The major policy planks that would influence plan design are the following:

  • Guarantee issue at a universal price (community rating)
  • No Essential Health Benefits
  • No actuarial value requirements
  • 5:1 premium rating
  • Risk adjustment is either ineffective/easy to game or gone
  • Fixed, age based subsidies
  • No ability to transfer surplus subsidies to HSA

Smart insurers will bifurcate their product design.  They can’t underwrite their way to a healthy risk pool so they will use benefit design to segment it instead.

The first stream of product design will be aimed to cover very little.  The primary objective of these plans are to be priced at the subsidy point.  They will be very narrow networks with no major academic medical centers involved; their benefits will be designed to drive away sick people with chronic conditions.  For instance, asthma inhalers or insulin or Epi-Pens might not be covered.  Hep-C drugs would not be covered.  Maternity care would not be covered except after a $15,000 stand-alone deductible. They will use donut benefit designed principles where the first couple of PCP visits are no cost sharing but everything else comes with $300 co-pays and $20,000 deductibles.  Utilization is designed to be very low and the population that will choose these policies will have to be very healthy.

The selling point for this plan is that it is free out of pocket after the subsidy AND it is sufficient to not incur the continuous coverage 30% premium penalty.

For the 50% of the population that drives 3% of the spend, this will be sufficient for most people as long as they don’t get hit by a bus nor come down with cancer during the policy year.

The other path of coverage is a full service insurance for the sick.  It is a privatized and non-inclusive high cost risk pool.  It will offer a network with top tier hospitals, it will cover chemotherapy.  It will cover the cost of chronic disease management.  It will look a lot like the insurance people get from their jobs.  It will be massively out of reach for most people with chronic conditions as the subsidies will be grossly inadequate and the cost of care for some conditions are more than half the median income of an American family.  But “access” to a good policy will be there.

There are a lot of moving parts so this is purely speculation but if I was working for an insurer, that is the strategic choice that is clear given the rules of the AHCA.

ACHA EHB CBO state of play

Right now there are three primary possibilities for the ACHA tomorrow:

1) No vote is taken as more wrangling and tweaking occurs
2) Vote fails as the combination of Tuesday Morning Group Republicans and the House Freedom Caucus vote against the bill from both ends of the Republican caucus. This is where we were most likely to have been at at 1800 EST on March 22, 2017
3) ACHA advances as the House Freedom Caucus gets a major policy concession, the elimination of Essential Health Benefit requirements.

#3 is what I want to discuss. It would produce a massive cluster. The bill needs to go through the Senate as a reconciliation bill with several significant requirements. One of those requirements is the items are germane to the budget. Since the other parts of the bill have stripped the link between premiums and subsidies, lower premiums are not germane to the budget. It will get stripped.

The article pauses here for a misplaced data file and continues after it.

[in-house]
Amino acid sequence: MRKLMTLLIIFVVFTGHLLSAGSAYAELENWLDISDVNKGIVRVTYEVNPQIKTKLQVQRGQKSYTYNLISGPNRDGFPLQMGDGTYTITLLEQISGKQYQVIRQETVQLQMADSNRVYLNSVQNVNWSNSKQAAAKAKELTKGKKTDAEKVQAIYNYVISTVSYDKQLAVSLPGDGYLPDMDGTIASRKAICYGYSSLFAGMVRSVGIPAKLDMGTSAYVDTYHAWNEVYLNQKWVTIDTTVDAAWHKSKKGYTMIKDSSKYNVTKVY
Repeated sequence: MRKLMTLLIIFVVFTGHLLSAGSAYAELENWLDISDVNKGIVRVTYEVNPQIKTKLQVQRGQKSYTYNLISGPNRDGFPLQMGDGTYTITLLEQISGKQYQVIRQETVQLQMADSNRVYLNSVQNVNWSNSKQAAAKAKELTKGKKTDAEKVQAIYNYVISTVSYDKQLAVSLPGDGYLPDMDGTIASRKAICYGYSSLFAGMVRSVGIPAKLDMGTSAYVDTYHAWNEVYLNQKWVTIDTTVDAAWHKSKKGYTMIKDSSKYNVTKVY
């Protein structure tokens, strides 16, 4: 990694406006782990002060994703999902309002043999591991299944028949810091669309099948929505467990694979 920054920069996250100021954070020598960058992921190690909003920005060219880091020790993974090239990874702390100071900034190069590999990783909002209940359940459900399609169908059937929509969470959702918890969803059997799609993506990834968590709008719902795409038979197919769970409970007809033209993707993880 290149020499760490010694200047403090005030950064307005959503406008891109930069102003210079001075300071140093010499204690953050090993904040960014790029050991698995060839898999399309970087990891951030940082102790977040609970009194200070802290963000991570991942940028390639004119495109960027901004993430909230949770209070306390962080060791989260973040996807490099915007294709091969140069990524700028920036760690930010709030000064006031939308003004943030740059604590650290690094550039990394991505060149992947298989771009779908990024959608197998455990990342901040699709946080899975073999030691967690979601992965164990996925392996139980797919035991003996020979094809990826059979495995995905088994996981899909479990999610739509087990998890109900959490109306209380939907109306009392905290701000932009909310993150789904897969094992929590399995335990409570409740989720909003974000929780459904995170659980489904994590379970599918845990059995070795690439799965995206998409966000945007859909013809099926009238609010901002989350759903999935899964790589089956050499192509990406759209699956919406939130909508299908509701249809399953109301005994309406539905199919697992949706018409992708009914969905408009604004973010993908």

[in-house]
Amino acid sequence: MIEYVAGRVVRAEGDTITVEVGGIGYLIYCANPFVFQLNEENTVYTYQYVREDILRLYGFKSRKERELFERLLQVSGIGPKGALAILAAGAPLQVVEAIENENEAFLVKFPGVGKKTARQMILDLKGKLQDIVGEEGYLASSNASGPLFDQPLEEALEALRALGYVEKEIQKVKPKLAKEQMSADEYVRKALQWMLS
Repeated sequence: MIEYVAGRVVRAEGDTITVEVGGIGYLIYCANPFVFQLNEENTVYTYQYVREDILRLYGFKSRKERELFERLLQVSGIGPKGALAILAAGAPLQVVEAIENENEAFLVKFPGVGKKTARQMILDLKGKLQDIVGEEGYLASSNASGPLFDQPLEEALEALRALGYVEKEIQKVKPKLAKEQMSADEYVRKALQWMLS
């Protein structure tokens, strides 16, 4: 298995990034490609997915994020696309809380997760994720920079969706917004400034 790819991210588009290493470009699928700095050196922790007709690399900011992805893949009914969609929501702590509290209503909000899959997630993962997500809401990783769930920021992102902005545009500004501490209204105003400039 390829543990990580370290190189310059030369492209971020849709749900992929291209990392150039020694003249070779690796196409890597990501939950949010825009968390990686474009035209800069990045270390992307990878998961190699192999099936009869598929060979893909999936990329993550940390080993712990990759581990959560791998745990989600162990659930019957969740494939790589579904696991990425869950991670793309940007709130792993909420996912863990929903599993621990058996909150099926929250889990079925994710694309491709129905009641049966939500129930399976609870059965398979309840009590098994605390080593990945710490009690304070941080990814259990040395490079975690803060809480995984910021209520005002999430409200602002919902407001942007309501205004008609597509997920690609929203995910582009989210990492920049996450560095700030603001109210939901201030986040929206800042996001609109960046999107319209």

More importantly, the optics will look ugly. The Congressional Budget Office

If there were no clear definition of what type of insurance product people could use their tax credit to purchase, some of those insurance products would probably not provide enough financial protection against high medical costs to meet the broad definition of coverage that CBO and JCT have typically used in the past—that is, a comprehensive major medical policy that, at a minimum, covers high-cost medical events and various services, including those provided by physicians and hospitals.

IF Essential Health Benefits are dropped from the bill, the CBO will project that insurers will respond by offering very skinny benefit packages (no maternity or substance abuse inpatient services for instance as both qualify as high cost events) that are targeted to be priced at precisely the subsidy value. If there is no regulation as to what a carrier needs to include with a given maximum out of pocket requirement, two things will happen. A lot of people who otherwise would not use their subsidy would use their subsidy. And most people who are buying mostly on price will be buying policies that the CBO does not deem to be insurance.

Jed Graham has been bird-dogging this angle hard:

Because the GOP bill would mostly retain ObamaCare coverage rules, insurance would be unaffordable for lower-income and older adults with the new, smaller tax credits on offer, so some 30 million people wouldn’t claim the GOP tax credit averaging $3,000 in 2020 and rising with inflation. That would add up to more than $600 billion in unclaimed subsidies through 2026, or roughly the same $600 billion amount by which House Speaker Paul Ryan’s plan cuts taxes. Those unspent subsidies go a long way to explaining why CBO found that the American Health Care Act would reduce deficits by $323 billion over a decade.

So the end result if Title 1 is the price of passage is the following:

  • Guarantee failure in the Senate
  • Adds to the deficit immediately
  • Adds millions more people to the ranks of the uninsured as defined by the CBO over and above the 24 million that is the current score

/Dave Anderson +3

Update 1:
And it looks like Option #3 is on the table


Update 2

Dave +3.5

Health Policy notes

Just a few points as everyone should be calling their House representatives right now.

First, Kaiser Family Foundation is looking at the implied deductibles of the AHCA compared to the ACA:

Secondly, this is under-reported this week, we need to be aware that attempts to lower the cost of care in Medicare will be made much more difficult under this administration.

The CMS has delayed the expansion of a major bundled payment pilot, Comprehensive Care for Joint Replacement, and the implementation of its bundled payment initiatives for cardiac care from July 1 to Oct. 1, 2017, according to an interim final rule posted to the Federal Register. It also delayed, for a second time, the effective date of a final rule laying out the implementation of CJR and other bundled payment programs, from March 21 to May 20, 2017.

The agency also delayed its Cardiac Rehabilitation Incentive Payment Model and is also weighing whether to push back implementation of all bundled payment initiatives even further, until 2018. These programs are mandatory, and different from the voluntary Bundled Payments for Care Improvement initiative, which is not affected by the interim rule.

So get off of this blog, and start calling Congress.